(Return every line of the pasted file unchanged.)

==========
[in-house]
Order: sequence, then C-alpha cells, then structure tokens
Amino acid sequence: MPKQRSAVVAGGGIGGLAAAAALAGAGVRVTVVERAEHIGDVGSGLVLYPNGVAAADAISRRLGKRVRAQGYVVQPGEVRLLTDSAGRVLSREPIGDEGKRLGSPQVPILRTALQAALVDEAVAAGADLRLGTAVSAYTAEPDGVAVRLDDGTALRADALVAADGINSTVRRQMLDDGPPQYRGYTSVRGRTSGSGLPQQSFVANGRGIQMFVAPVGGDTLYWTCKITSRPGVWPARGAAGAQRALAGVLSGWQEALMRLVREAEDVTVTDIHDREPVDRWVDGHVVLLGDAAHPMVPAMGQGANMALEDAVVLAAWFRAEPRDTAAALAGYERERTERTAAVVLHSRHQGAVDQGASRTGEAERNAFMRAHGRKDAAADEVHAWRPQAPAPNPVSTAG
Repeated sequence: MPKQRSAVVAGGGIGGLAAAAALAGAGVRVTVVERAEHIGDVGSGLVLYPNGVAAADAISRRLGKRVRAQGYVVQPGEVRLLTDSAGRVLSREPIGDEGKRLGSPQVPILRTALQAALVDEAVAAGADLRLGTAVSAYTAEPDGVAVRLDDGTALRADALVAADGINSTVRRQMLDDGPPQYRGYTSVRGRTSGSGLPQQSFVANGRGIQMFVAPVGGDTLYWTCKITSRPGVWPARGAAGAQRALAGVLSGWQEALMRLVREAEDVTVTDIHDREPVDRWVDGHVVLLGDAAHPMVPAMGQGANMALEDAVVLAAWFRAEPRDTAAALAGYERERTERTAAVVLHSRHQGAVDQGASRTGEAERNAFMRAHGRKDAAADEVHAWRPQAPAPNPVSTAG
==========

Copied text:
[in-house]
Order: sequence, then C-alpha cells, then structure tokens
Amino acid sequence: MPKQRSAVVAGGGIGGLAAAAALAGAGVRVTVVERAEHIGDVGSGLVLYPNGVAAADAISRRLGKRVRAQGYVVQPGEVRLLTDSAGRVLSREPIGDEGKRLGSPQVPILRTALQAALVDEAVAAGADLRLGTAVSAYTAEPDGVAVRLDDGTALRADALVAADGINSTVRRQMLDDGPPQYRGYTSVRGRTSGSGLPQQSFVANGRGIQMFVAPVGGDTLYWTCKITSRPGVWPARGAAGAQRALAGVLSGWQEALMRLVREAEDVTVTDIHDREPVDRWVDGHVVLLGDAAHPMVPAMGQGANMALEDAVVLAAWFRAEPRDTAAALAGYERERTERTAAVVLHSRHQGAVDQGASRTGEAERNAFMRAHGRKDAAADEVHAWRPQAPAPNPVSTAG
Repeated sequence: MPKQRSAVVAGGGIGGLAAAAALAGAGVRVTVVERAEHIGDVGSGLVLYPNGVAAADAISRRLGKRVRAQGYVVQPGEVRLLTDSAGRVLSREPIGDEGKRLGSPQVPILRTALQAALVDEAVAAGADLRLGTAVSAYTAEPDGVAVRLDDGTALRADALVAADGINSTVRRQMLDDGPPQYRGYTSVRGRTSGSGLPQQSFVANGRGIQMFVAPVGGDTLYWTCKITSRPGVWPARGAAGAQRALAGVLSGWQEALMRLVREAEDVTVTDIHDREPVDRWVDGHVVLLGDAAHPMVPAMGQGANMALEDAVVLAAWFRAEPRDTAAALAGYERERTERTAAVVLHSRHQGAVDQGASRTGEAERNAFMRAHGRKDAAADEVHAWRPQAPAPNPVSTAG